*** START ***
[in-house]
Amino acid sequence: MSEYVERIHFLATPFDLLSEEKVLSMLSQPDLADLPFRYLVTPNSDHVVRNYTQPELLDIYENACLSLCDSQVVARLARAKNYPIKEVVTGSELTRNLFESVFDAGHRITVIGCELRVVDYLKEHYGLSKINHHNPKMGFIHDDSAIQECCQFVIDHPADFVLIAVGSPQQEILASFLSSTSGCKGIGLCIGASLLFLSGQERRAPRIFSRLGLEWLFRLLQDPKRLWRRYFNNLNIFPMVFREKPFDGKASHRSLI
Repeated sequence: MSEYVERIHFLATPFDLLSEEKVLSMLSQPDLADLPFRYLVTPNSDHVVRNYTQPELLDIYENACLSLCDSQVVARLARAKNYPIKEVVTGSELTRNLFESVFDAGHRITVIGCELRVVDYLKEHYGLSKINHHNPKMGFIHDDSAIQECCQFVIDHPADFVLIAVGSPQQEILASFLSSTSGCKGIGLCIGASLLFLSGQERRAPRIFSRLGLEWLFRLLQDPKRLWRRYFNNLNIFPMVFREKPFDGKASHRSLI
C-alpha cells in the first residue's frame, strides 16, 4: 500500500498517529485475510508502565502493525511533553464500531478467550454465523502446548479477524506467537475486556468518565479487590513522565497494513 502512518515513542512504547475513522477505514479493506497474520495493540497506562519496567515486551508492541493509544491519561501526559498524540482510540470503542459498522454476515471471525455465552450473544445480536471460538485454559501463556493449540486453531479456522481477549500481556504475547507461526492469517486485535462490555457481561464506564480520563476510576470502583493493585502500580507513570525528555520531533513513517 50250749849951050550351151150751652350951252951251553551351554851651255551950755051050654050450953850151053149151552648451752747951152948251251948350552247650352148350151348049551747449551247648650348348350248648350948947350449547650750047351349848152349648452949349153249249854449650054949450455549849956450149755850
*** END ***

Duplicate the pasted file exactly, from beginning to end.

[in-house]
Amino acid sequence: MSEYVERIHFLATPFDLLSEEKVLSMLSQPDLADLPFRYLVTPNSDHVVRNYTQPELLDIYENACLSLCDSQVVARLARAKNYPIKEVVTGSELTRNLFESVFDAGHRITVIGCELRVVDYLKEHYGLSKINHHNPKMGFIHDDSAIQECCQFVIDHPADFVLIAVGSPQQEILASFLSSTSGCKGIGLCIGASLLFLSGQERRAPRIFSRLGLEWLFRLLQDPKRLWRRYFNNLNIFPMVFREKPFDGKASHRSLI
Repeated sequence: MSEYVERIHFLATPFDLLSEEKVLSMLSQPDLADLPFRYLVTPNSDHVVRNYTQPELLDIYENACLSLCDSQVVARLARAKNYPIKEVVTGSELTRNLFESVFDAGHRITVIGCELRVVDYLKEHYGLSKINHHNPKMGFIHDDSAIQECCQFVIDHPADFVLIAVGSPQQEILASFLSSTSGCKGIGLCIGASLLFLSGQERRAPRIFSRLGLEWLFRLLQDPKRLWRRYFNNLNIFPMVFREKPFDGKASHRSLI
C-alpha cells in the first residue's frame, strides 16, 4: 500500500498517529485475510508502565502493525511533553464500531478467550454465523502446548479477524506467537475486556468518565479487590513522565497494513 502512518515513542512504547475513522477505514479493506497474520495493540497506562519496567515486551508492541493509544491519561501526559498524540482510540470503542459498522454476515471471525455465552450473544445480536471460538485454559501463556493449540486453531479456522481477549500481556504475547507461526492469517486485535462490555457481561464506564480520563476510576470502583493493585502500580507513570525528555520531533513513517 50250749849951050550351151150751652350951252951251553551351554851651255551950755051050654050450953850151053149151552648451752747951152948251251948350552247650352148350151348049551747449551247648650348348350248648350948947350449547650750047351349848152349648452949349153249249854449650054949450455549849956450149755850